Panel debate 2

Panel debate 2 – Coming to a vet near you soon

The second panel debate of the Symposium considered technologies that are currently in the pipeline. The three members of this panel were also asked to briefly introduce themselves and the technology they were developing.

Iain MacLaren-Lee

Iain MacLaren-Lee of Oxford Nanopore Technologies showed delegates the pocket-sized genome sequencer developed by the company and explained how it worked. Its size, he said, meant it could go anywhere, and be used to analyse samples taken from people and animals in a range of situations. For example, it had already been used to help track the Zika and Ebola virus outbreaks and it had been tested on the International Space Station.

Attention was now focused on making the device even smaller, so that rather than attaching the sequencer to a PC to collect the data, it could be attached to a mobile phone. In parallel, work was ongoing to miniaturise the technology for extracting and processing DNA to produce the sample for the sequencer.

Iain MacLaren-Lee of Oxford Nanopore Technologies showed delegates the pocket-sized genome sequencer developed by the company and explained how it worked. Its size, he said, meant it could go anywhere, and be used to analyse samples taken from people and animals in a range of situations.

Ultimately, he said, it would be possible to carry all the technology needed to sequence an organism’s genome in a pocket. It would be possible for a farmer to record the entire genome of a calf on a smartphone  simply by using a small piece of tissue collected when the calf’s ear tags were applied.

Dr Payam Barnaghi

Payam Barnaghi, Reader in Machine Intelligence at the University of Surrey, highlighted the potential of 5G technology. He explained that, previously, there had been a great deal of emphasis on the speed of communication and also on making communication possible at any time and in any place. However, with the growth of the ‘internet of things’ – whereby sensors are placed on devices to allow them to be connected to the internet – increasing amounts of data were also being collected and processed and networks were reaching the stage where the speed of data processing was also becoming important.

Payam Barnaghi, Reader in Machine Intelligence at the University of Surrey, highlighted the potential of 5G technology. He explained that, previously, there had been a great deal of emphasis on the speed of communication and also on making communication possible at any time and in any place.

5G was partly about improving the speed and reach of communication, he said, but it was also looking at making better use of the capacity of networks and differentiating between the types of traffic, to accommodate the increasing use of internet-enabled devices.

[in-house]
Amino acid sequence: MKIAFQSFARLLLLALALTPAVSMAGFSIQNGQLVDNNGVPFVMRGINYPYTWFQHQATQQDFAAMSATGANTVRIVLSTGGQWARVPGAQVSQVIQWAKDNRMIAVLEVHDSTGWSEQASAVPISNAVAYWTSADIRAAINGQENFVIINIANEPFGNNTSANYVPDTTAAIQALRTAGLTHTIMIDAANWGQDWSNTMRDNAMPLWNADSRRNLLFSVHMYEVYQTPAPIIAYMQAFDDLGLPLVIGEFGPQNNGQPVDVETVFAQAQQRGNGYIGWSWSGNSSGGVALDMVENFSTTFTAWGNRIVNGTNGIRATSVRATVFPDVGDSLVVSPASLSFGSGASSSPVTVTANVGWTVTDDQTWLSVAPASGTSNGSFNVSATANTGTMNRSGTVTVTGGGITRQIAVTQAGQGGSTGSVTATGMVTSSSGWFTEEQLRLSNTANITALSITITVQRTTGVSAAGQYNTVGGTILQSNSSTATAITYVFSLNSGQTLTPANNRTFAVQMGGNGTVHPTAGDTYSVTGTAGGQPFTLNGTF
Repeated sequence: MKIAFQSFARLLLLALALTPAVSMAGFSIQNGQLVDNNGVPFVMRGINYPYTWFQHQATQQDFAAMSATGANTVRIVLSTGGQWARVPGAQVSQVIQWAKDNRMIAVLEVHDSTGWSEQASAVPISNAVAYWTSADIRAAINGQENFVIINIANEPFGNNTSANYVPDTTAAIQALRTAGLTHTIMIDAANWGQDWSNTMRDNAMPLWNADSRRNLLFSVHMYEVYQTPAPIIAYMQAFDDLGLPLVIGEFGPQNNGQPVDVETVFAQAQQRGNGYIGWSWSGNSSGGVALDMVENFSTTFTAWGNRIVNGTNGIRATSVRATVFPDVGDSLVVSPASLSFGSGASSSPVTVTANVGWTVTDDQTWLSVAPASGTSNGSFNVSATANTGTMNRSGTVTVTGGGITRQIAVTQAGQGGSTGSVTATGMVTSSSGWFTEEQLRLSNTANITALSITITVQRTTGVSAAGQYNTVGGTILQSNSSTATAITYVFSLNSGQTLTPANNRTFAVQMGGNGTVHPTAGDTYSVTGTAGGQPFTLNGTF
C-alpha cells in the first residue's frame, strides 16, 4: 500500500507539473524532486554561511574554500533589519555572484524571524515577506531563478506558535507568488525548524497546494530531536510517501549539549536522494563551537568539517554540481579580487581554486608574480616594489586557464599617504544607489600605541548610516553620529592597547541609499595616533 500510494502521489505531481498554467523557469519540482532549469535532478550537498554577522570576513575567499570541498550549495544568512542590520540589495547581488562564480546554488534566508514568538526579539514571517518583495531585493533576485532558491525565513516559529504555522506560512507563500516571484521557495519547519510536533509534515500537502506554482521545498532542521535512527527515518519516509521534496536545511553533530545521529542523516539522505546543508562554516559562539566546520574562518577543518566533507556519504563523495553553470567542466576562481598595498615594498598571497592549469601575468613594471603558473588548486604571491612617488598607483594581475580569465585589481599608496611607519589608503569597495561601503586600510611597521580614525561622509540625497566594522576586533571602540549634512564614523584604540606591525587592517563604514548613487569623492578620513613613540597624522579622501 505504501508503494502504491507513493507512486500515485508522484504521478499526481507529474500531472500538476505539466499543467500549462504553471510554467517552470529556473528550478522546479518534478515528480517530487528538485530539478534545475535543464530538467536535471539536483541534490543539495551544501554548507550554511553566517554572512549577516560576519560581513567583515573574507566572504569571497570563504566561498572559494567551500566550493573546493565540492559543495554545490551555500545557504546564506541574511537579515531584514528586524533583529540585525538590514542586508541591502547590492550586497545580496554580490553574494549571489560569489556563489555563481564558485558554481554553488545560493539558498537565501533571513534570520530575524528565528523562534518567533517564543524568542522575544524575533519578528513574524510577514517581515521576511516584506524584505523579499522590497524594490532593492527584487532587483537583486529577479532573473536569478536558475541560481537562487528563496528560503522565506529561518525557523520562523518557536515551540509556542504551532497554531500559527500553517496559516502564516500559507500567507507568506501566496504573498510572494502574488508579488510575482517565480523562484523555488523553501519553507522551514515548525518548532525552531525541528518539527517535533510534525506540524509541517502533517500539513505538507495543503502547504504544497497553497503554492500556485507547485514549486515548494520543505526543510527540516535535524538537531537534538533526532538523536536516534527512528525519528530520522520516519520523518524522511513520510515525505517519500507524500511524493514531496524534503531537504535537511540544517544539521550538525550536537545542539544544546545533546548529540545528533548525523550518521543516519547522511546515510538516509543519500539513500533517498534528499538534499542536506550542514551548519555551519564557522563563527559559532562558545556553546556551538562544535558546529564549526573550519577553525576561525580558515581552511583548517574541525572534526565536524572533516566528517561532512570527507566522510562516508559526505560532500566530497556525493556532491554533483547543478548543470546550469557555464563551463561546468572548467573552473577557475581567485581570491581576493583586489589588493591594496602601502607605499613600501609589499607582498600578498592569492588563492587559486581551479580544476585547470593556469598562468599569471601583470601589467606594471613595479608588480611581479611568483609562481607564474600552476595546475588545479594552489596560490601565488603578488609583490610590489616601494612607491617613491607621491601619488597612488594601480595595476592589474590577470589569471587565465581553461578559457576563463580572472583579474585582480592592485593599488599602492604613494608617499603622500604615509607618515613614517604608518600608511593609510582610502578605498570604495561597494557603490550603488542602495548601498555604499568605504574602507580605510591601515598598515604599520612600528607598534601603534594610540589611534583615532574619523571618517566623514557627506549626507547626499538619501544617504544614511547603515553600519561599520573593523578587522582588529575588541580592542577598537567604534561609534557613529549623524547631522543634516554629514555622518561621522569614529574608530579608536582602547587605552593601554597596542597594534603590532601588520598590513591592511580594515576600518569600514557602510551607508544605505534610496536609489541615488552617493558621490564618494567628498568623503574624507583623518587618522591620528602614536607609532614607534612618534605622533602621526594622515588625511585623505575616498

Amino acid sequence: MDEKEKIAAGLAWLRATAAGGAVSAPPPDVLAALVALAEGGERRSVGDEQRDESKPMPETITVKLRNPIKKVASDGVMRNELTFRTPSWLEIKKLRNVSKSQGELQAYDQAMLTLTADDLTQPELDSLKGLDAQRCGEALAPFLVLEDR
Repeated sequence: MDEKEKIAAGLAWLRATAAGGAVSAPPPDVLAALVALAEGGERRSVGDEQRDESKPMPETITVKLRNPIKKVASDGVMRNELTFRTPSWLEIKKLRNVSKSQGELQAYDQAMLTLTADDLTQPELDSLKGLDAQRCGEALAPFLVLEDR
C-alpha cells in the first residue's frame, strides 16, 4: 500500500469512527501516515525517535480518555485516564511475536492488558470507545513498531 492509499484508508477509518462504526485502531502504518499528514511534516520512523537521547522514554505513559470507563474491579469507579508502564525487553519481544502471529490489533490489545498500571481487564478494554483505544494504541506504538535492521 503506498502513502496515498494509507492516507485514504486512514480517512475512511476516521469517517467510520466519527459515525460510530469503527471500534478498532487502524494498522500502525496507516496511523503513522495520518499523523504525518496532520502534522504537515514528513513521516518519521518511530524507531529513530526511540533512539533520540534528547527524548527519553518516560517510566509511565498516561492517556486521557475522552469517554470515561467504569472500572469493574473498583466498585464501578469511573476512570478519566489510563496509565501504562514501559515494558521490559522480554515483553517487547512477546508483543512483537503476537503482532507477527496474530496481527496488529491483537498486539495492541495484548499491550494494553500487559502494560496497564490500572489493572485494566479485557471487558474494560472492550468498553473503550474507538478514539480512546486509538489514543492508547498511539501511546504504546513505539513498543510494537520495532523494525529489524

He gave an example of a project evaluating the use of network-enabled sensors to monitor people with dementia. Data collected from a range of sensors could be used to teach a machine what was ‘normal’ for an individual. The machine could then monitor data coming in from the remote sensors and raise an alert if there was any deviation from that norm.

Dr Adam Little

The third panellist was Adam Little, Director of Veterinary Innovation and Entrepreneurship at Texas A&M University, who had spoken earlier during the Symposium. He commented that many people and companies shared the concept of a ‘connected vision’, using data to inform products and services. How it all came together and who would win and who would lose would be interesting, he said. Entrepreneurs who might be able to see how to use the data that could be collected by a new technology, had to figure out how to get people to use the technology in the first place. He believed that vets underestimated how good some new technologies could be for them and how they could help them use their skills in ways that they could not currently imagine.

During the question and answers session, delegates were interested in the problem of ‘data overload’ . One delegate asked how, in a 10-minute consultation, a vet could be expected evaluate all the data that could potentially be made available. In response, Dr Barnaghi commented that if a technology actually increased workload, then it was not solving a problem in the right way. It was essential that technology solved a problem in a way that was useful.

He believed that vets underestimated how good some new technologies could be for them and how they could help them use their skills in ways that they could not currently imagine.

Dr Little added that the veterinary business model and the vetting process would have to evolve to accommodate the availability of data.

Other questions asked for the panellists’ views on the challenges of integrating big data and using it in a way that benefitted the end user, who should own the data being generated, and whether a RCVS could take action against vets who did not keep up with technology and big data developments.

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